The Best Bank Buys Bank megamergers may be grabbing the headlines. But these regional banks may help you grab a higher return
(MONEY Magazine) – In the wake of the blockbuster merger announcement from J.P. Morgan Chase and Bank One, Wall Street has been buzzing about which banks are next on the acquisition hit list. But merger targets won't be the only winners in the consolidation game. The real story is about business fundamentals: While Jamie Dimon and company are busy trying to make their megadeal work, smart regional bankers can pull in new customers and deliver solid growth and fat dividends to boot.
J.P. Morgan/Bank One and the other financial giants can offer investors a nice combination of lending, brokerage and investment banking businesses. But their street-level retail operations won't pose a big threat to regionals. "Bigger banks have not been the better-performing companies historically," says David Ellison, manager of the FBR Small Cap Financial fund. "They have higher cost structures, and they are more complicated businesses to run."
As a result, Ellison argues, bigger banks often have to charge retail customers higher fees--especially after mergers, when they are under pressure to deliver strong numbers to Wall Street. So local players can still attract deposits, the lifeblood of a lending operation, by offering better deals. That's exactly how New England regionals Sovereign and Banknorth gained market share even as local powerhouse FleetBoston grew on a steady diet of acquisitions (before being swallowed by Bank of America last fall). Smaller banks may also benefit from their focus on small business loans, a sector that is picking up fast.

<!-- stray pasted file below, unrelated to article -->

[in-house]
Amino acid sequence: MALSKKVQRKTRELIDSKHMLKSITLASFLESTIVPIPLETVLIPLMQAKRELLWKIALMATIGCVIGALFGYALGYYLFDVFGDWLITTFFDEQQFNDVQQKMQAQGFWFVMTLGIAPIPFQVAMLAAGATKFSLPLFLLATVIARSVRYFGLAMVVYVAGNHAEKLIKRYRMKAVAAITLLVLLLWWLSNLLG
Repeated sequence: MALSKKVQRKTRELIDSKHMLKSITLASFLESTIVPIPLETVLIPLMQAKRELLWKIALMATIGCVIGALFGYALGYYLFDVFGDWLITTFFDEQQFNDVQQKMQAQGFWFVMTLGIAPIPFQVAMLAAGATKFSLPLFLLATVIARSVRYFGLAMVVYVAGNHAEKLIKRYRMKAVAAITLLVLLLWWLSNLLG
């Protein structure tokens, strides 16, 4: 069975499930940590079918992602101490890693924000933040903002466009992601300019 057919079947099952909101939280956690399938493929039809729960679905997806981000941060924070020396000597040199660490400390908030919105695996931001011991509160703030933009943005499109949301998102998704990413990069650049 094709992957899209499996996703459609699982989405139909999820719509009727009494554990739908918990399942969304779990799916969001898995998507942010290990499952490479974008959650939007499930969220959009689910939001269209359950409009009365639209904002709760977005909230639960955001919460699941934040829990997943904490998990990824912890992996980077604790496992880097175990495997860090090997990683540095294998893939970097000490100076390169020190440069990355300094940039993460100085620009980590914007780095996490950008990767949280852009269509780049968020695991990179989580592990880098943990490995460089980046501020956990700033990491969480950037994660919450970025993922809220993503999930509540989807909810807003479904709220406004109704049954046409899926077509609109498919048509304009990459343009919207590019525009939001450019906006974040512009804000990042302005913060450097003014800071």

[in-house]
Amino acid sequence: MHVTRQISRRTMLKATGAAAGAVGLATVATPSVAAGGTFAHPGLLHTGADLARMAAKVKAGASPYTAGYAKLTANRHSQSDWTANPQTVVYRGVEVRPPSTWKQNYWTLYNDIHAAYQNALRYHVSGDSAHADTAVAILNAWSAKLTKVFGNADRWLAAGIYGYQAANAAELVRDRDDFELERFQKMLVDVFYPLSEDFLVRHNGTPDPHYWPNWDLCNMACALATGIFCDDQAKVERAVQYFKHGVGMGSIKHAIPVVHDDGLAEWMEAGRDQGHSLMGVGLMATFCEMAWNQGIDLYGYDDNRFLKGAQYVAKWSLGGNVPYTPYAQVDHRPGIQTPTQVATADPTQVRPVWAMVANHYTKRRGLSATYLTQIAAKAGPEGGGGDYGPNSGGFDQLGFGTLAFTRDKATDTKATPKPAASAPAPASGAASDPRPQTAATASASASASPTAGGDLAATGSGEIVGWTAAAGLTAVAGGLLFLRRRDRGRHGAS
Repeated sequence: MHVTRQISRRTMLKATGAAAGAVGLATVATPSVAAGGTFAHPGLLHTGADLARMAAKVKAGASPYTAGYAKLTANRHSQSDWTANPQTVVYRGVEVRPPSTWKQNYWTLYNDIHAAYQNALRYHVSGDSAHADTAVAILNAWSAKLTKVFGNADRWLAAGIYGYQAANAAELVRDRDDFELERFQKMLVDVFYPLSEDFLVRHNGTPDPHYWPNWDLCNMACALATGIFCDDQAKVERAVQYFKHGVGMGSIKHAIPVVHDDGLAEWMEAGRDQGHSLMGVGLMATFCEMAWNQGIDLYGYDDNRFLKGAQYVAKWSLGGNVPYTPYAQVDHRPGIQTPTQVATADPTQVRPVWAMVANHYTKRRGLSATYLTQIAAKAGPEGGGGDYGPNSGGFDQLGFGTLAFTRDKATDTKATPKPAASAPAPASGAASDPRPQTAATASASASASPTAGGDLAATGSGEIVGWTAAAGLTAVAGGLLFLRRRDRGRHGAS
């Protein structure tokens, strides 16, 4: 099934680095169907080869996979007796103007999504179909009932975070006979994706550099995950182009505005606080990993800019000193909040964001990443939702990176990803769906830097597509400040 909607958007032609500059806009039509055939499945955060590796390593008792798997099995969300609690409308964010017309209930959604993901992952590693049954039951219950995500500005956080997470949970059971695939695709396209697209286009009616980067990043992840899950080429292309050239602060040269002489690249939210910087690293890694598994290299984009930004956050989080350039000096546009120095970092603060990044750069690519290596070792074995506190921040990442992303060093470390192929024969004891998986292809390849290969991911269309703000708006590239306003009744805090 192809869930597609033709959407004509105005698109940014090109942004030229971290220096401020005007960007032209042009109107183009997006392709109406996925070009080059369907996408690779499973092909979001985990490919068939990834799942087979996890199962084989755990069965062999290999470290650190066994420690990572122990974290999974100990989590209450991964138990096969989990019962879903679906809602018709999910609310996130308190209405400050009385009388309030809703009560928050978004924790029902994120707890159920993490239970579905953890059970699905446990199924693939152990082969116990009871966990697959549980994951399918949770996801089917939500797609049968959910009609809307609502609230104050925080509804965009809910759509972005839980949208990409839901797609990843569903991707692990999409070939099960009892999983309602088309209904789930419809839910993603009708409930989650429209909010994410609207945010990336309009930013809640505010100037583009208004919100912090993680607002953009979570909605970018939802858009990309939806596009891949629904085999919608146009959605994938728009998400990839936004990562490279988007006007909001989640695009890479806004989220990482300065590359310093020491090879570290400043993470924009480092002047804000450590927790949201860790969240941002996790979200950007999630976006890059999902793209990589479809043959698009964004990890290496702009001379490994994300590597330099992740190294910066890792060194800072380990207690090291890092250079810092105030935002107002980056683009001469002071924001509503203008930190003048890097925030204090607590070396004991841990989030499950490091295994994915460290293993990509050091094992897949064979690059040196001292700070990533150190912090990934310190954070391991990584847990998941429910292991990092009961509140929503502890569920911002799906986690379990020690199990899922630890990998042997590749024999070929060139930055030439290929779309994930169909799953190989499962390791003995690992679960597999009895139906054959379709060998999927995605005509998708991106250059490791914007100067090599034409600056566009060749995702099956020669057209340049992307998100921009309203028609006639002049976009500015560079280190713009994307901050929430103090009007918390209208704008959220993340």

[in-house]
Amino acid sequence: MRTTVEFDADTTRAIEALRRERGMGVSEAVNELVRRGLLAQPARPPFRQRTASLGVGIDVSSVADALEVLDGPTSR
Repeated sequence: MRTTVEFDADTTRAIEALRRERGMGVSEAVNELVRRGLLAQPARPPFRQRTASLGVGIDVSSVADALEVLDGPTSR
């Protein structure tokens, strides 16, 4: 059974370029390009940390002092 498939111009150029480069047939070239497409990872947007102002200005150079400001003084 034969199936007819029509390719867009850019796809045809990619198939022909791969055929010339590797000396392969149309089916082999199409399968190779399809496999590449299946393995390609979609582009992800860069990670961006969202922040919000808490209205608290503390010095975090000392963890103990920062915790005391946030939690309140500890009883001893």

Here's the risk for investors: Banks big and small have outperformed the market for four years in a row. A fifth year would be unprecedented. There's also the matter of interest rates, which many analysts expect will rise this year. That's generally bad for banks, which after all are in the business of borrowing money as well as lending it. But rates rise because the economy is heating up, so the impact of an increase may be offset by improvement in the quantity and quality of business loans. That's especially true considering that even with a hike, rates will still be very low.
So regional banks still look like long-term buys, especially when you factor in an average dividend yield of 2.4% vs. 1.5% for the S&P 500. If prices dip on interest-rate fears, regard it as an opportunity to add to your position. Some names we especially like:
--SOUTHTRUST (SOTR) This bank has posted 52 consecutive quarters of earnings improvement and has increased its dividend annually for 30 years. (Its yield is 2.7%.) It trades at 16 times 2004 earnings and should benefit from its southeastern location. In the 1990s, 40% of U.S. population growth occurred within SouthTrust's nine-state region.
--BANKNORTH (BNK) Based in Portland, Maine, it is the largest bank still based in New England. It has branches in Connecticut, Boston and low-tax New Hampshire, where many small businesses have moved in recent years. It has a 2.4% dividend yield and a P/E of 15.
--NATIONAL CITY (NCC) The Cleveland bank restated 2001 to 2003 earnings because of questions about hedging activity related to its mortgage business. But S&P equity analyst Evan Momios says investors overreacted to the restatement, which actually boosted 2003 earnings. He likes NCC's Midwest network, 3.9% yield and reasonable 2004 P/E of 11. --DONNA ROSATO